Priest. West Meket, Ethiopia.
When I was in Dar es Salaam, Tanzania, earlier this year I took a cheeky shot of a ‘tired mechanic’. It was early in the morning and most people were bright and bubbly, enjoying the cool start of the day. This guy had perhaps not had the benefit of a good night’s sleep and was enjoying a short nap in his tyre-chair.
This is one of my favourite photos taken when I was community trekking some years ago in the western Meket area of Ethiopia. It gives a sense of the immensity of the mountain ranges there. The tiny ‘hut’ on the edge of the precipice was a small ‘dining’ room. At about 3000 metres above sea level, we huddled around a fire to keep out the chill of the mountain air, while eating a delicious vegetarian dinner.
The trek offered incredible views as we followed the escarpment edge and passed through the communities who hosted us in local guest houses . More than half of the cost of the trek goes to these local communities.
I don’t think I’ll ever lose my wanderlust. It ebbs and flows like the tides on my doorstep here in Western Australia. Sometimes the pull to stay ‘home’ is strong: when the beach beckons, and the outdoor lifestyle is easy, with good food, wines and friendships.
Then there are times when the lure of new shores overwhelms, the draw of old haunts tempt, and the need to leave this remote city to return to the familiar people and places of my formative years is stronger than the urge to stay.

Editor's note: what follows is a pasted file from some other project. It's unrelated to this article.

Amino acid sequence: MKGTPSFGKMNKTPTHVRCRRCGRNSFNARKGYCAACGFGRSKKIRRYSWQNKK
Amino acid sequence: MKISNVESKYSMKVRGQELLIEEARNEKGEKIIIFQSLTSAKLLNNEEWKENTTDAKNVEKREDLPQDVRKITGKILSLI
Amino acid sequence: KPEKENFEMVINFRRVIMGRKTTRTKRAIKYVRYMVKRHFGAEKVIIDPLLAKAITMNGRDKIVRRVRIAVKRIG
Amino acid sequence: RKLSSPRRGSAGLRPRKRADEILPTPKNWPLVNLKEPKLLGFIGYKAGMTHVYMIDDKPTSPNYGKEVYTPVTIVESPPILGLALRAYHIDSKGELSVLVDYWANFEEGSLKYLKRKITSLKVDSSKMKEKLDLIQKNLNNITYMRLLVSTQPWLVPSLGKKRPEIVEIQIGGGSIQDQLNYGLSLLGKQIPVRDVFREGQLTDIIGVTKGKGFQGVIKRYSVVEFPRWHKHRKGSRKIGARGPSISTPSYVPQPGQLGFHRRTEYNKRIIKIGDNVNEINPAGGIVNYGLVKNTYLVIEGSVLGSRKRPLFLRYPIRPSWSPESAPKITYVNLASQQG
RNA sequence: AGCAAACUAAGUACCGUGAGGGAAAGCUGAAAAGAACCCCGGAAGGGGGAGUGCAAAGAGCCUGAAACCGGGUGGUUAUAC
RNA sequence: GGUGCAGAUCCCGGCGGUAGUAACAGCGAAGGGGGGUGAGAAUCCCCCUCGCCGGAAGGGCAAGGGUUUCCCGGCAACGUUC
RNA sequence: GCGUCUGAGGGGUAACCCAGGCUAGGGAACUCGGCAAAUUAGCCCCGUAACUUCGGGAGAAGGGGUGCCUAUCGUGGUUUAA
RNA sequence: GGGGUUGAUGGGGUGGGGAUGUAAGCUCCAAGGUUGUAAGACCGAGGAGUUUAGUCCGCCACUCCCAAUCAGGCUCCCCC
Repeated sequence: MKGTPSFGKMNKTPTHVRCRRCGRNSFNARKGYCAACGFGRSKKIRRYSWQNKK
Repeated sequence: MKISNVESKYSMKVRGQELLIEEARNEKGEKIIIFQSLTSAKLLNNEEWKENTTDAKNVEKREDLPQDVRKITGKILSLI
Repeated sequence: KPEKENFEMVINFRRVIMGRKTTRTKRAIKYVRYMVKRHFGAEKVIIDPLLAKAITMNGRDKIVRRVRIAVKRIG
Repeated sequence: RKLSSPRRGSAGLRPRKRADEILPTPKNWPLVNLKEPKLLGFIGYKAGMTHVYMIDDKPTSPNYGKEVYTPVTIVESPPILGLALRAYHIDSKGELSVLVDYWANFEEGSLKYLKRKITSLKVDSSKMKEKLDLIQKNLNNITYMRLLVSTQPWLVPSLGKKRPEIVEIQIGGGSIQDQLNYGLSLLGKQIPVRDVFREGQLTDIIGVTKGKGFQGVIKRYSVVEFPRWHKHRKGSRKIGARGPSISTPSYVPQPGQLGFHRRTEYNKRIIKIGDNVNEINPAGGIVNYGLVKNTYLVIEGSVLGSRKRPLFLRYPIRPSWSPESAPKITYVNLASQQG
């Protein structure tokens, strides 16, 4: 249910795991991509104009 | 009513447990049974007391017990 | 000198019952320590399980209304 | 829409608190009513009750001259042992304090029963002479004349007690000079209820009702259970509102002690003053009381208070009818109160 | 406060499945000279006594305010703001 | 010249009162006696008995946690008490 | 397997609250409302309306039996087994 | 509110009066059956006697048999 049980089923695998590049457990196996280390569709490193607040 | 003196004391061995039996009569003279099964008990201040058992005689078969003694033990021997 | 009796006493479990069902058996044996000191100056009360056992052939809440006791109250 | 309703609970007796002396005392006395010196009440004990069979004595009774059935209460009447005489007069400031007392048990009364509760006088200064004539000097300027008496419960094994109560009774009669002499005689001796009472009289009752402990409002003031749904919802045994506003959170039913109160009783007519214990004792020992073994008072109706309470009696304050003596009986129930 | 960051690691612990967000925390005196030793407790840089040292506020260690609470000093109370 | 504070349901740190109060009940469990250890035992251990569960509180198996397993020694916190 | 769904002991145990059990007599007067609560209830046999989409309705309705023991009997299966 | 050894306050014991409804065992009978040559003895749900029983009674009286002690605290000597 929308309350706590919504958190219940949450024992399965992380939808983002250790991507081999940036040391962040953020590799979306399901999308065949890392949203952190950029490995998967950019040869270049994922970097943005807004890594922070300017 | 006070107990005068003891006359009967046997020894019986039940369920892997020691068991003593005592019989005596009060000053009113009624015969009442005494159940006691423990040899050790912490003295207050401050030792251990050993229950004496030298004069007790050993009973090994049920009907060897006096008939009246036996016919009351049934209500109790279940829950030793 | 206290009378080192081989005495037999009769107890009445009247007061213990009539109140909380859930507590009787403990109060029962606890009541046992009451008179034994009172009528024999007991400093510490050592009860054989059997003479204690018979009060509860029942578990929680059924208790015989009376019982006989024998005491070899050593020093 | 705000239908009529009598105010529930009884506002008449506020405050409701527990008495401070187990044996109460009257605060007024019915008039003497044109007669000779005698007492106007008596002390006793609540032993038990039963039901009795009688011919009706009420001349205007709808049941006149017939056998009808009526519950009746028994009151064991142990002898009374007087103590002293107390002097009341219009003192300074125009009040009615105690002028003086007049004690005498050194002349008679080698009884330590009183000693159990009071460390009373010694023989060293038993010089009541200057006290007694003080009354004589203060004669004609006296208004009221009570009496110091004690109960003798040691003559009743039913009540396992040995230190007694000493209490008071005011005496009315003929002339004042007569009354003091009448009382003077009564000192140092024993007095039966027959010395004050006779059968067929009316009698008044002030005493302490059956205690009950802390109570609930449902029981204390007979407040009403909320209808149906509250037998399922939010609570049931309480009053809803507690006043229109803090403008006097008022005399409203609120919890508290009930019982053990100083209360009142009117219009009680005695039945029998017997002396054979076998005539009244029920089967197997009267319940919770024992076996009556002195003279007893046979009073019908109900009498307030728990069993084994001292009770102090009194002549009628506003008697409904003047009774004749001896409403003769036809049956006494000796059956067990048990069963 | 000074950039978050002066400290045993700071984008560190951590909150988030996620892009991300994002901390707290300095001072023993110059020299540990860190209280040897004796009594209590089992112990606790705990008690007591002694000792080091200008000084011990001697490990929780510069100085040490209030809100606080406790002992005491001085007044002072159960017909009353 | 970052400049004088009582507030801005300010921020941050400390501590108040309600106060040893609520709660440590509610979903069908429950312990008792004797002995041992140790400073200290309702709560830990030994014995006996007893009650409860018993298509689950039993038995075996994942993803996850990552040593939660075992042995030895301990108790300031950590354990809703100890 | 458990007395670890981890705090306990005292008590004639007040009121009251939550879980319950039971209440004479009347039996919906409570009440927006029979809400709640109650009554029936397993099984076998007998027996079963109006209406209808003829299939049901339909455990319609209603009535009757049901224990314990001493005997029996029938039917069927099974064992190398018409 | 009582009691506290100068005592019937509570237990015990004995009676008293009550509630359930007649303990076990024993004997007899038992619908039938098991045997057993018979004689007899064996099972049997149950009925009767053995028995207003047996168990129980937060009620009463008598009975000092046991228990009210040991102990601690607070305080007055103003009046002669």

The word green has so many different connotations. It might simply be a colour, although nowadays it often has a more ideological meaning. It can be an adjective, noun or a verb. It’s the colour of harmony, balance, growth and renewal.
In describing people as green, I used to have an image, as many others do, of someone who wore hair-shirts, was vegan, didn’t use plastic bags and drove a Prius if they owned a car at all.
We don’t all have to wear hair-shirts. Yet I am someone who, when I get the occasional plastic bag, will wash it out to reuse it. I’ll make sure that I upcycle, reuse or repurpose anything rather than throw it in the bin.
Amongst other things, I go on protests to save and protect our environment or promote social justice and equity, and I also take the easy route of e-activism. I campaign to get Green members elected into parliament. I don’t eat meat. And I try not to leave too much of a footprint when I travel.
Even though I live in a city, I’m blessed that I’m still surrounded by my little haven of green – large gum trees that attract cockatoos; small native plants that flower, attracting insects and birds; grape and passionfruit vines; citrus and other fruit trees; and a veggie patch.
For those of us who are so fortunate, it’s easy to be green.